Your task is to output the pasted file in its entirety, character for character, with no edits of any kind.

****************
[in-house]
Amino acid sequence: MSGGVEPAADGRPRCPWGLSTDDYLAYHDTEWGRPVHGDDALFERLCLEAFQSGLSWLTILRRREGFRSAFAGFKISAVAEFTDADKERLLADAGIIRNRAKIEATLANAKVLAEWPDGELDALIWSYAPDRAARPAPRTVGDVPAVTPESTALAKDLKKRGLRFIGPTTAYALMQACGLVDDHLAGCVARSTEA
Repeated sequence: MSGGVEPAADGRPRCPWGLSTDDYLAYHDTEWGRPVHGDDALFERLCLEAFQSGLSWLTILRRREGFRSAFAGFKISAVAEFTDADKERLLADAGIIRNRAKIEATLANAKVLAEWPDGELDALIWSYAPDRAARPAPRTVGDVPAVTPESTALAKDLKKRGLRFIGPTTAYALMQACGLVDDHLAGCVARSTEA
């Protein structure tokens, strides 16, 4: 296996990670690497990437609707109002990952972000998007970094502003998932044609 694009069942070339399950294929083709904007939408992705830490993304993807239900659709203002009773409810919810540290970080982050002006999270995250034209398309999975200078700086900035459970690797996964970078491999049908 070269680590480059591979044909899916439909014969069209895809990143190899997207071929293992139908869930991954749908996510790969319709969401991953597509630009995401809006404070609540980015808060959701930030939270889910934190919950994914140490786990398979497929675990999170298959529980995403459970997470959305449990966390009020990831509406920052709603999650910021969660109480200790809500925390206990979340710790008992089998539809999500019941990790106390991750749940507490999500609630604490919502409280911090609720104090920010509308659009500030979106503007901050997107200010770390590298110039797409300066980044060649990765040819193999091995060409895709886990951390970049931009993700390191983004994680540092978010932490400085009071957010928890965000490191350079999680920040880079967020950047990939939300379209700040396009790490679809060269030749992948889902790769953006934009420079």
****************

[in-house]
Amino acid sequence: MSGGVEPAADGRPRCPWGLSTDDYLAYHDTEWGRPVHGDDALFERLCLEAFQSGLSWLTILRRREGFRSAFAGFKISAVAEFTDADKERLLADAGIIRNRAKIEATLANAKVLAEWPDGELDALIWSYAPDRAARPAPRTVGDVPAVTPESTALAKDLKKRGLRFIGPTTAYALMQACGLVDDHLAGCVARSTEA
Repeated sequence: MSGGVEPAADGRPRCPWGLSTDDYLAYHDTEWGRPVHGDDALFERLCLEAFQSGLSWLTILRRREGFRSAFAGFKISAVAEFTDADKERLLADAGIIRNRAKIEATLANAKVLAEWPDGELDALIWSYAPDRAARPAPRTVGDVPAVTPESTALAKDLKKRGLRFIGPTTAYALMQACGLVDDHLAGCVARSTEA
């Protein structure tokens, strides 16, 4: 296996990670690497990437609707109002990952972000998007970094502003998932044609 694009069942070339399950294929083709904007939408992705830490993304993807239900659709203002009773409810919810540290970080982050002006999270995250034209398309999975200078700086900035459970690797996964970078491999049908 070269680590480059591979044909899916439909014969069209895809990143190899997207071929293992139908869930991954749908996510790969319709969401991953597509630009995401809006404070609540980015808060959701930030939270889910934190919950994914140490786990398979497929675990999170298959529980995403459970997470959305449990966390009020990831509406920052709603999650910021969660109480200790809500925390206990979340710790008992089998539809999500019941990790106390991750749940507490999500609630604490919502409280911090609720104090920010509308659009500030979106503007901050997107200010770390590298110039797409300066980044060649990765040819193999091995060409895709886990951390970049931009993700390191983004994680540092978010932490400085009071957010928890965000490191350079999680920040880079967020950047990939939300379209700040396009790490679809060269030749992948889902790769953006934009420079």